The Minister of Justice proposes legal cases relating to sensitive issues no longer be published online.
Expensive grass planted in a controversial City of Reykjavík restoration project was ripped up last night.
The local council of Skútustaðahreppur wants to see taxes collected from overnight stays directed to local authorities for the building of tourist infrastructure.
Around ten ships from NATO's maritime forces carrying some 6,000 marines will arrive in Reykjavík next weekend.
Dagur will take a few days off from his mayoral duties while he recovers from a recurring abdominal infection.
The Federation of General and Special Workers of Iceland (SGS) is calling for a minimum monthly wage hike to ISK 425,000 ($3,660/€3,160).
Danish grass imported for a restoration project in Reykjavík cost the city ISK 757,000 ($6,500/€5,600).
The announcement came almost ten years to the day since Geir notified the nation of the gravity of Iceland’s financial situation in a televised address; in the next few days, Iceland’s banks crashed one by one.
Per a newly proposed schedule adjustment, service on the 1, 3, and 6 lines would increase to once every seven and a half minutes during rush hour starting in January 2020.
Kristján Þór Júlíusson, minister of fisheries and agriculture, presented a bill to parliament yesterday concerning fishing fees.
Honorary citizens of Reykjavík delivered a challenge to the mayor yesterday, to stop the construction of a new hotel which will partially stand on the grounds of an eleventh century cemetary.
The Government Offices annual party was slated to take place Oct 6 but has been postponed until spring.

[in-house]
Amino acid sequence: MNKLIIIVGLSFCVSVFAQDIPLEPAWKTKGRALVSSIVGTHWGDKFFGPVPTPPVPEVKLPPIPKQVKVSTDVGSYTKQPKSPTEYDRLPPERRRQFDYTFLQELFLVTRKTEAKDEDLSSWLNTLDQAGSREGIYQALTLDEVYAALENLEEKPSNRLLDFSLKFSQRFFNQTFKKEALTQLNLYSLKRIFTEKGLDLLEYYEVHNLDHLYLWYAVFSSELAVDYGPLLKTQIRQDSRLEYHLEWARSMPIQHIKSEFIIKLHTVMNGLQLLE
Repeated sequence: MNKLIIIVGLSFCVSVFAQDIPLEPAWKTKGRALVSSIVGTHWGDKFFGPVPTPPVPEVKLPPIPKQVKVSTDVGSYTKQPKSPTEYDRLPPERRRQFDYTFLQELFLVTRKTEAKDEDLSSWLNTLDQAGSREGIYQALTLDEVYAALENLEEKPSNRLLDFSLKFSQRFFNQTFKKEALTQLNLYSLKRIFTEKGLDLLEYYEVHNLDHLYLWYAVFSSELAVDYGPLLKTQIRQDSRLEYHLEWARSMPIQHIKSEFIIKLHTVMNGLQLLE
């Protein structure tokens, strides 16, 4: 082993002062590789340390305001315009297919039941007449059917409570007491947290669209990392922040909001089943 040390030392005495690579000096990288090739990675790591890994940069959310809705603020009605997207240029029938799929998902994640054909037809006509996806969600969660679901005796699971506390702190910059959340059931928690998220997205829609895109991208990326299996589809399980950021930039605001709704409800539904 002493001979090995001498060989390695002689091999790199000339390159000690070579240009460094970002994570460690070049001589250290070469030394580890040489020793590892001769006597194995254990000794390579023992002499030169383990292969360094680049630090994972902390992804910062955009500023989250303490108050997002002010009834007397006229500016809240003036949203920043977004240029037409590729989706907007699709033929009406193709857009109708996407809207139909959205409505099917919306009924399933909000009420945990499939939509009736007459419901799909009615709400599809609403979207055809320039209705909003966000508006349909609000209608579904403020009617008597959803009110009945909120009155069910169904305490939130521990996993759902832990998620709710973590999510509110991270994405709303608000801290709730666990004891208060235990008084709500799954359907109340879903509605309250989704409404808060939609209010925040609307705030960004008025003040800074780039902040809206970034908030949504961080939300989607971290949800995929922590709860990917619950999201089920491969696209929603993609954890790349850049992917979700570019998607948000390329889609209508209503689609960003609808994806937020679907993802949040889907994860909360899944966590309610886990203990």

Per the platform of the Left-Green party to which Katrín belongs, Iceland should resign from NATO and stop allowing military training exercises to take place in the country.
Members of parliament are requesting explanations as to why a controversial celebratory meeting of parliament at Þingvellir this summer in honour of the hundredth anniversary of Iceland’s sovereignty was allowed to go way over budget
A restructuring of the government ministries is due to take place, with equality matters moving to the Prime Minister's office.
Rev. Páll Ágúst Ólafsson, regional minister in West Iceland, received a letter from the Bishop of Iceland two weeks after the Reykjavík District Court ruled that his appointment by the Bishop had not been according to law
“We have one simple demand,” read the press release. “[T]hat effective action be taken immediately to reduce greenhouse gas emissions.”
A proposal to make vaccinations a prerequisite for preschool registration was voted down by the Reykjavík City Council.